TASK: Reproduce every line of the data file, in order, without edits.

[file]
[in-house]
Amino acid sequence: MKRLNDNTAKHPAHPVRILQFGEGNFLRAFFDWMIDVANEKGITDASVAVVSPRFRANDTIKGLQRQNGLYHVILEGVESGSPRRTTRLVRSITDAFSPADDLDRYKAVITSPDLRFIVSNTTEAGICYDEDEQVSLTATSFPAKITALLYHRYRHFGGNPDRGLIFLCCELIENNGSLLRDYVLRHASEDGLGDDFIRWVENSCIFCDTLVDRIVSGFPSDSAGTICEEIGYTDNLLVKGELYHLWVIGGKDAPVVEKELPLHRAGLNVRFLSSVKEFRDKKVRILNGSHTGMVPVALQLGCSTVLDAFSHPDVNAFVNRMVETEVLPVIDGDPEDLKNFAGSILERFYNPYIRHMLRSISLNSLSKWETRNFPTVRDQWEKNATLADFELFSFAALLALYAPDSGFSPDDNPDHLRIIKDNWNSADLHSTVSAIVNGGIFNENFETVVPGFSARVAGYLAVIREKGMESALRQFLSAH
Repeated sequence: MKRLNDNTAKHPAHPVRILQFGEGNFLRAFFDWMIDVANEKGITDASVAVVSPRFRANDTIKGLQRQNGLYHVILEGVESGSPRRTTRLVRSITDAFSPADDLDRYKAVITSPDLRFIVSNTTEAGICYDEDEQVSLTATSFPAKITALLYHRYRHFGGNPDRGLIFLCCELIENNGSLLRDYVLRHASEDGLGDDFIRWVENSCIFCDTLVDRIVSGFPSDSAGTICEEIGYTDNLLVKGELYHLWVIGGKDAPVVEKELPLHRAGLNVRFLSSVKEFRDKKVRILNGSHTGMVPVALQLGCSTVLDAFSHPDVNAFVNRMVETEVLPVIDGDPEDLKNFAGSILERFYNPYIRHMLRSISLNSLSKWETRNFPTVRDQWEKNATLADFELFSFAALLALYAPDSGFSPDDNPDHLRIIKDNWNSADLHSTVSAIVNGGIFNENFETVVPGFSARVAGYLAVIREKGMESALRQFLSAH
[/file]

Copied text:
[in-house]
Amino acid sequence: MKRLNDNTAKHPAHPVRILQFGEGNFLRAFFDWMIDVANEKGITDASVAVVSPRFRANDTIKGLQRQNGLYHVILEGVESGSPRRTTRLVRSITDAFSPADDLDRYKAVITSPDLRFIVSNTTEAGICYDEDEQVSLTATSFPAKITALLYHRYRHFGGNPDRGLIFLCCELIENNGSLLRDYVLRHASEDGLGDDFIRWVENSCIFCDTLVDRIVSGFPSDSAGTICEEIGYTDNLLVKGELYHLWVIGGKDAPVVEKELPLHRAGLNVRFLSSVKEFRDKKVRILNGSHTGMVPVALQLGCSTVLDAFSHPDVNAFVNRMVETEVLPVIDGDPEDLKNFAGSILERFYNPYIRHMLRSISLNSLSKWETRNFPTVRDQWEKNATLADFELFSFAALLALYAPDSGFSPDDNPDHLRIIKDNWNSADLHSTVSAIVNGGIFNENFETVVPGFSARVAGYLAVIREKGMESALRQFLSAH
Repeated sequence: MKRLNDNTAKHPAHPVRILQFGEGNFLRAFFDWMIDVANEKGITDASVAVVSPRFRANDTIKGLQRQNGLYHVILEGVESGSPRRTTRLVRSITDAFSPADDLDRYKAVITSPDLRFIVSNTTEAGICYDEDEQVSLTATSFPAKITALLYHRYRHFGGNPDRGLIFLCCELIENNGSLLRDYVLRHASEDGLGDDFIRWVENSCIFCDTLVDRIVSGFPSDSAGTICEEIGYTDNLLVKGELYHLWVIGGKDAPVVEKELPLHRAGLNVRFLSSVKEFRDKKVRILNGSHTGMVPVALQLGCSTVLDAFSHPDVNAFVNRMVETEVLPVIDGDPEDLKNFAGSILERFYNPYIRHMLRSISLNSLSKWETRNFPTVRDQWEKNATLADFELFSFAALLALYAPDSGFSPDDNPDHLRIIKDNWNSADLHSTVSAIVNGGIFNENFETVVPGFSARVAGYLAVIREKGMESALRQFLSAH